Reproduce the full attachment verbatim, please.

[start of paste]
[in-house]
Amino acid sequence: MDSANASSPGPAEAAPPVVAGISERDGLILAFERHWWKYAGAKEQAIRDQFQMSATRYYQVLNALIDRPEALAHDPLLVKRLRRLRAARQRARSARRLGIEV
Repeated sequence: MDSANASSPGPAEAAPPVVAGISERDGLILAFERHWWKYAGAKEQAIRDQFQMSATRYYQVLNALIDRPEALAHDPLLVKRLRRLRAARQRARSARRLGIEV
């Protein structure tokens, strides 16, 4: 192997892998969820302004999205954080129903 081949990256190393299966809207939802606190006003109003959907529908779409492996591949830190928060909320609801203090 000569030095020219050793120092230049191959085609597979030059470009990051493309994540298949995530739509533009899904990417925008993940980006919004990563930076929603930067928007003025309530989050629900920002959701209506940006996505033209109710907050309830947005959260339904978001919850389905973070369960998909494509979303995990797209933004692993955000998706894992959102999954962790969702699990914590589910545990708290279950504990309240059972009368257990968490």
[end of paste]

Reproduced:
[in-house]
Amino acid sequence: MDSANASSPGPAEAAPPVVAGISERDGLILAFERHWWKYAGAKEQAIRDQFQMSATRYYQVLNALIDRPEALAHDPLLVKRLRRLRAARQRARSARRLGIEV
Repeated sequence: MDSANASSPGPAEAAPPVVAGISERDGLILAFERHWWKYAGAKEQAIRDQFQMSATRYYQVLNALIDRPEALAHDPLLVKRLRRLRAARQRARSARRLGIEV
């Protein structure tokens, strides 16, 4: 192997892998969820302004999205954080129903 081949990256190393299966809207939802606190006003109003959907529908779409492996591949830190928060909320609801203090 000569030095020219050793120092230049191959085609597979030059470009990051493309994540298949995530739509533009899904990417925008993940980006919004990563930076929603930067928007003025309530989050629900920002959701209506940006996505033209109710907050309830947005959260339904978001919850389905973070369960998909494509979303995990797209933004692993955000998706894992959102999954962790969702699990914590589910545990708290279950504990309240059972009368257990968490």